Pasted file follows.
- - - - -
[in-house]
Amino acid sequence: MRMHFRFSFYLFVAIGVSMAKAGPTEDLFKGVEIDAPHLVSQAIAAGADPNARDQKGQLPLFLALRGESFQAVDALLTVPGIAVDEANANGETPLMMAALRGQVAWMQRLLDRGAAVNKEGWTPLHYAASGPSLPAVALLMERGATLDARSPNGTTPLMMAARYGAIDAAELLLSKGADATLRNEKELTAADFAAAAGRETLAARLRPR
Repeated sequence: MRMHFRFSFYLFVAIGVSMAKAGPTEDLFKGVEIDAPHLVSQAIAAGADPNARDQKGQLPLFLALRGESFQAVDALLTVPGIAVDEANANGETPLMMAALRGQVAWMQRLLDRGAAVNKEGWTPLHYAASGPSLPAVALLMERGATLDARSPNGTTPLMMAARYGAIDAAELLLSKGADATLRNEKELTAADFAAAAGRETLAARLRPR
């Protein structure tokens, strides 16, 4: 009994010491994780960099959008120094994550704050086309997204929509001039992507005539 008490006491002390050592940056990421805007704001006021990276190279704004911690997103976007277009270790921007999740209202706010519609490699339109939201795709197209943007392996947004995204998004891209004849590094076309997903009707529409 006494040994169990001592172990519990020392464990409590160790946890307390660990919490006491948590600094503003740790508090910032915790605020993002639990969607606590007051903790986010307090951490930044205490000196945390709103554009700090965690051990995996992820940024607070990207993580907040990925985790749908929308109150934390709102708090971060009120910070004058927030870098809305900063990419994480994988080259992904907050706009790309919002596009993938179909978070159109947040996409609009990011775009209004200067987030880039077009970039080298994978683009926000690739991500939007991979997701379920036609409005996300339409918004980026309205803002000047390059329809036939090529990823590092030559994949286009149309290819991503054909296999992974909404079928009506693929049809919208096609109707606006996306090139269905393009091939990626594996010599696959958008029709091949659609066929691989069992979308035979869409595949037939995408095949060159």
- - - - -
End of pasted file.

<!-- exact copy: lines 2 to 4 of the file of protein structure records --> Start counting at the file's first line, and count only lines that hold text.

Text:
Amino acid sequence: MRMHFRFSFYLFVAIGVSMAKAGPTEDLFKGVEIDAPHLVSQAIAAGADPNARDQKGQLPLFLALRGESFQAVDALLTVPGIAVDEANANGETPLMMAALRGQVAWMQRLLDRGAAVNKEGWTPLHYAASGPSLPAVALLMERGATLDARSPNGTTPLMMAARYGAIDAAELLLSKGADATLRNEKELTAADFAAAAGRETLAARLRPR
Repeated sequence: MRMHFRFSFYLFVAIGVSMAKAGPTEDLFKGVEIDAPHLVSQAIAAGADPNARDQKGQLPLFLALRGESFQAVDALLTVPGIAVDEANANGETPLMMAALRGQVAWMQRLLDRGAAVNKEGWTPLHYAASGPSLPAVALLMERGATLDARSPNGTTPLMMAARYGAIDAAELLLSKGADATLRNEKELTAADFAAAAGRETLAARLRPR
């Protein structure tokens, strides 16, 4: 009994010491994780960099959008120094994550704050086309997204929509001039992507005539 008490006491002390050592940056990421805007704001006021990276190279704004911690997103976007277009270790921007999740209202706010519609490699339109939201795709197209943007392996947004995204998004891209004849590094076309997903009707529409 006494040994169990001592172990519990020392464990409590160790946890307390660990919490006491948590600094503003740790508090910032915790605020993002639990969607606590007051903790986010307090951490930044205490000196945390709103554009700090965690051990995996992820940024607070990207993580907040990925985790749908929308109150934390709102708090971060009120910070004058927030870098809305900063990419994480994988080259992904907050706009790309919002596009993938179909978070159109947040996409609009990011775009209004200067987030880039077009970039080298994978683009926000690739991500939007991979997701379920036609409005996300339409918004980026309205803002000047390059329809036939090529990823590092030559994949286009149309290819991503054909296999992974909404079928009506693929049809919208096609109707606006996306090139269905393009091939990626594996010599696959958008029709091949659609066929691989069992979308035979869409595949037939995408095949060159």